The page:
Saturday, May 31, 2008

You're Gonna Miss This............


My daughter Rose graduated from high school last night. She walked with her graduating class of nearly 600 students, even though she officially completed all her courses one semester early. (She said she wanted to "get a jump" on college classes.) So, she's been out of high school since Christmas and wasn't really sure she wanted to go back and participate in the ceremony.

I was always prepared to go along with whatever decision she made regarding "walking" with her class. I understood her feelings. By the time February rolled around, she had already moved on, and disconnected from most of the people that she associated with during her four years there. It seemed that she was definitely finished with this chapter of her life and looking forward to the next.


And, I’ll be honest. I was more than willing to accept her decision not to attend the ceremony as evidenced by the fact that I never tried to talk her out of her decision. Having MS has made certain things much more difficult for me. I just don’t do well in large crowds, especially when I know I will be forced to sit for hours and hours (on wooden bleachers) listening to valedictorians wax teenage angst about “life being a blank canvas”. Invariably, my body will start to heat up and (doesn’t matter what the air temperature is) this “heat” will travel to my head/brain (don’t ask me what specifically goes on “up there” when this happens), which results in dizziness and disorientation. So, it was more than okay with me to just skip it.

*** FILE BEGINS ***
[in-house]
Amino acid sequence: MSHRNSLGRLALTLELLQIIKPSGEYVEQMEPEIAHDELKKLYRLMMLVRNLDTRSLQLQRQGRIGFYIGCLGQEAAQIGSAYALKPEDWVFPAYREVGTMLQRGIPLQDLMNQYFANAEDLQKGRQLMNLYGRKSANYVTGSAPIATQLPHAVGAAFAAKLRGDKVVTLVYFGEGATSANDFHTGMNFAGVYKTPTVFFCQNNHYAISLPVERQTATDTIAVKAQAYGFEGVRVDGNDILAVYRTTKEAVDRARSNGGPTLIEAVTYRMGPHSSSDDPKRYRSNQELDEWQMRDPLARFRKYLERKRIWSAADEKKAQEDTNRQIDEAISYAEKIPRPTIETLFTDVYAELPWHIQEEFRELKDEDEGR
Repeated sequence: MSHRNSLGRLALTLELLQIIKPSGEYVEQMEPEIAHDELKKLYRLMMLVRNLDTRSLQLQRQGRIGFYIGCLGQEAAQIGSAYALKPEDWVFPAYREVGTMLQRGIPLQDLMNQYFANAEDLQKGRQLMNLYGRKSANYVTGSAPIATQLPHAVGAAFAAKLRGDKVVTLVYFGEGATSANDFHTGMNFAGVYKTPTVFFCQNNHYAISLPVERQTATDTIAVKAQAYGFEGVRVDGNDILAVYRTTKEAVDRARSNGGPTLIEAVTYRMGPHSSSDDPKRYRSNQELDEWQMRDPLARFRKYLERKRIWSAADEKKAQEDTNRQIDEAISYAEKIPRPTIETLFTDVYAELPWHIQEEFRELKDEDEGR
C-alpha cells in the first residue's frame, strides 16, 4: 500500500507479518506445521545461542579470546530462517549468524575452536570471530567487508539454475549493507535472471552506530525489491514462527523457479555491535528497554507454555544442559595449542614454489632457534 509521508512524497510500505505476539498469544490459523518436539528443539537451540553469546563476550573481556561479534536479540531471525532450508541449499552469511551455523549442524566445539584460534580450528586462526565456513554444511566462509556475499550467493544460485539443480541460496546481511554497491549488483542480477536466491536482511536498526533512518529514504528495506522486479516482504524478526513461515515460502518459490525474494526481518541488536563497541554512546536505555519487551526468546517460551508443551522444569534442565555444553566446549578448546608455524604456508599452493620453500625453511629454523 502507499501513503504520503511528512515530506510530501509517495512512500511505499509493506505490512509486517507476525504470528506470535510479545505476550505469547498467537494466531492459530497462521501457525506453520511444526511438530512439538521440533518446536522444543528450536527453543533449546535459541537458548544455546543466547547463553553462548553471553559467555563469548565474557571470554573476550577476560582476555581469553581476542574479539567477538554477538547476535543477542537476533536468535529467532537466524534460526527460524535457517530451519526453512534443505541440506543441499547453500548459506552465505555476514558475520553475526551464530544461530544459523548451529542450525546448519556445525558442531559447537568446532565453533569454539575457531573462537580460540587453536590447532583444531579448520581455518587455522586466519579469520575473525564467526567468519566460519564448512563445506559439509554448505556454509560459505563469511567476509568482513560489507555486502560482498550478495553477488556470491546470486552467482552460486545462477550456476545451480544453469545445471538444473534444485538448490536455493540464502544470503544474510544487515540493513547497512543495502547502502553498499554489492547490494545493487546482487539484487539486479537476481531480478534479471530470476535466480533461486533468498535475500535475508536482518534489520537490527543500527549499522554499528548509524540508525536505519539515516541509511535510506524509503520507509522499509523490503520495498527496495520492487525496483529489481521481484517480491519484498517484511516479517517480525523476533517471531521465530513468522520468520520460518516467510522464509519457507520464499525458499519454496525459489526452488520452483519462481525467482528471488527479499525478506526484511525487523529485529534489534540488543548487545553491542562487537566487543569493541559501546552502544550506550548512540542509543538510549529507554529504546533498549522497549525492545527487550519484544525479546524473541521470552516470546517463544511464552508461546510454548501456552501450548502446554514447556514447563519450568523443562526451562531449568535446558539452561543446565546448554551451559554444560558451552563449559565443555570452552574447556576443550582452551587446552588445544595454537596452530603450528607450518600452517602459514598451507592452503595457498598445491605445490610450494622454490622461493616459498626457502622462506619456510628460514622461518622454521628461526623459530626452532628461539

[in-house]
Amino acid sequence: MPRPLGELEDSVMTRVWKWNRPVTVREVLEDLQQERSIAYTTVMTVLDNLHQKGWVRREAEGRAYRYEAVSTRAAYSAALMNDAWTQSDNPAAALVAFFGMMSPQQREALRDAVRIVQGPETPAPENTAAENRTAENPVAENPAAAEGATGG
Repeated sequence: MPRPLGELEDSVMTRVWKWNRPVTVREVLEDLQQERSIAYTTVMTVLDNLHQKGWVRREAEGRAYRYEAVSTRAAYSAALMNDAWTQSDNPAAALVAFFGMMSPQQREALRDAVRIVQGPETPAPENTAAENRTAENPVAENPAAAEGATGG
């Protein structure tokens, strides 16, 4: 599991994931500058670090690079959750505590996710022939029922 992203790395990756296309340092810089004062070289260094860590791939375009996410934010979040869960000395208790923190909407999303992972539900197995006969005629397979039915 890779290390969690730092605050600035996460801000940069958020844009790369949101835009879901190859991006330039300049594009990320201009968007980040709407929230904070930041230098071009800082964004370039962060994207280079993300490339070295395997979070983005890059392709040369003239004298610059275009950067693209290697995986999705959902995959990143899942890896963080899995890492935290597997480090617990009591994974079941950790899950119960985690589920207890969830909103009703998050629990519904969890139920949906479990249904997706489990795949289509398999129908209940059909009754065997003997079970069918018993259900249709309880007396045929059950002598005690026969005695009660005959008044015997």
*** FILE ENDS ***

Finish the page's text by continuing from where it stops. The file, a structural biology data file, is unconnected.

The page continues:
In the end, she decided she would attend the ceremony. Something pulled her back: I’m not sure what. I suspect it had something to do with the realization that this was a once in a lifetime event and maybe she shouldn’t be in such a hurry to move on. It was perhaps, her first experience with nostalgia, which, as defined by dictionary.com means:


"A wistful desire to return in thought or in fact to a former time in one's life, to one's family and friends; a sentimental yearning for the happiness of a former place or time."


Yeah, without a doubt, that’s what it was…….”a wistful desire to return”. And, now that it's over, I'm delighted she did. It was the right thing to do. And, not just for Rose, but for me also.